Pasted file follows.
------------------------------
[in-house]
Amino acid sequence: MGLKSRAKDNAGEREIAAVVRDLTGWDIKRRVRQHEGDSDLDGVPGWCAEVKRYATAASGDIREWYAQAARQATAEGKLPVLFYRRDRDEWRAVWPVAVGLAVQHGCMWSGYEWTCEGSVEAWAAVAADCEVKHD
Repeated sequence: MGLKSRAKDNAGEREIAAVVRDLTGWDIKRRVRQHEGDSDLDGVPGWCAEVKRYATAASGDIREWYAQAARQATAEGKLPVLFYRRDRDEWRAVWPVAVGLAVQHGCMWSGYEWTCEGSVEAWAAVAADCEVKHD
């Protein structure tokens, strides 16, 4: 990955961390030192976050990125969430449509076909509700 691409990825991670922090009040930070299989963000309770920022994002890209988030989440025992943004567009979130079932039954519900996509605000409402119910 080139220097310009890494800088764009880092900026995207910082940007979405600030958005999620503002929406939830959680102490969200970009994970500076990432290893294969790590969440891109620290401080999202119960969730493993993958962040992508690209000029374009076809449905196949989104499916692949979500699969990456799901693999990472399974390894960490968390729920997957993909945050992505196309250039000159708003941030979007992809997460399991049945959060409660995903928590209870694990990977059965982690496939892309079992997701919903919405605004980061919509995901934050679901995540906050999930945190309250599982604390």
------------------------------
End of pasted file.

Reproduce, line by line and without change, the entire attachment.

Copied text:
[in-house]
Amino acid sequence: MGLKSRAKDNAGEREIAAVVRDLTGWDIKRRVRQHEGDSDLDGVPGWCAEVKRYATAASGDIREWYAQAARQATAEGKLPVLFYRRDRDEWRAVWPVAVGLAVQHGCMWSGYEWTCEGSVEAWAAVAADCEVKHD
Repeated sequence: MGLKSRAKDNAGEREIAAVVRDLTGWDIKRRVRQHEGDSDLDGVPGWCAEVKRYATAASGDIREWYAQAARQATAEGKLPVLFYRRDRDEWRAVWPVAVGLAVQHGCMWSGYEWTCEGSVEAWAAVAADCEVKHD
């Protein structure tokens, strides 16, 4: 990955961390030192976050990125969430449509076909509700 691409990825991670922090009040930070299989963000309770920022994002890209988030989440025992943004567009979130079932039954519900996509605000409402119910 080139220097310009890494800088764009880092900026995207910082940007979405600030958005999620503002929406939830959680102490969200970009994970500076990432290893294969790590969440891109620290401080999202119960969730493993993958962040992508690209000029374009076809449905196949989104499916692949979500699969990456799901693999990472399974390894960490968390729920997957993909945050992505196309250039000159708003941030979007992809997460399991049945959060409660995903928590209870694990990977059965982690496939892309079992997701919903919405605004980061919509995901934050679901995540906050999930945190309250599982604390």